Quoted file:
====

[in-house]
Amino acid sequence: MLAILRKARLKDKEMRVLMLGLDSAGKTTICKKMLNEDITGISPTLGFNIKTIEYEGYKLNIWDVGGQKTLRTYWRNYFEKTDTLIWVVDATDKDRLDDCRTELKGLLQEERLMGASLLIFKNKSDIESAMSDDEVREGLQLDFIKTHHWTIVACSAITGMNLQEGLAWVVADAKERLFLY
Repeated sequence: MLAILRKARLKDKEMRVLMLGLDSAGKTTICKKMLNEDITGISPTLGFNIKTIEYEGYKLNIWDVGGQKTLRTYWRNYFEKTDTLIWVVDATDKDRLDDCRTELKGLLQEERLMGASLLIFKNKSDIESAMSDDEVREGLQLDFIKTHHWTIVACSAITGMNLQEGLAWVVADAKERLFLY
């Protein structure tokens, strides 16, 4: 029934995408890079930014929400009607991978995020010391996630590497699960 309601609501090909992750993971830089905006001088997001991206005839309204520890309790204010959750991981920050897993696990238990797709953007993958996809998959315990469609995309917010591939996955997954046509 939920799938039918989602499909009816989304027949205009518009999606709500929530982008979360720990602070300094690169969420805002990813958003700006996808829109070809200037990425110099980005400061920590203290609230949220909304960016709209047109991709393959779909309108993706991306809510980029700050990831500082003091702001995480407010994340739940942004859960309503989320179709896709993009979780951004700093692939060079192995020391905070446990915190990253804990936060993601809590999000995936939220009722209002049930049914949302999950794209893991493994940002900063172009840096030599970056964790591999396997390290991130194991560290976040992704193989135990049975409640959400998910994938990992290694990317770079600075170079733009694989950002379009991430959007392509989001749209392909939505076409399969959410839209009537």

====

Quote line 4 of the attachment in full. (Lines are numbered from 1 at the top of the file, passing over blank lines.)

């Protein structure tokens, strides 16, 4: 029934995408890079930014929400009607991978995020010391996630590497699960 309601609501090909992750993971830089905006001088997001991206005839309204520890309790204010959750991981920050897993696990238990797709953007993958996809998959315990469609995309917010591939996955997954046509 939920799938039918989602499909009816989304027949205009518009999606709500929530982008979360720990602070300094690169969420805002990813958003700006996808829109070809200037990425110099980005400061920590203290609230949220909304960016709209047109991709393959779909309108993706991306809510980029700050990831500082003091702001995480407010994340739940942004859960309503989320179709896709993009979780951004700093692939060079192995020391905070446990915190990253804990936060993601809590999000995936939220009722209002049930049914949302999950794209893991493994940002900063172009840096030599970056964790591999396997390290991130194991560290976040992704193989135990049975409640959400998910994938990992290694990317770079600075170079733009694989950002379009991430959007392509989001749209392909939505076409399969959410839209009537």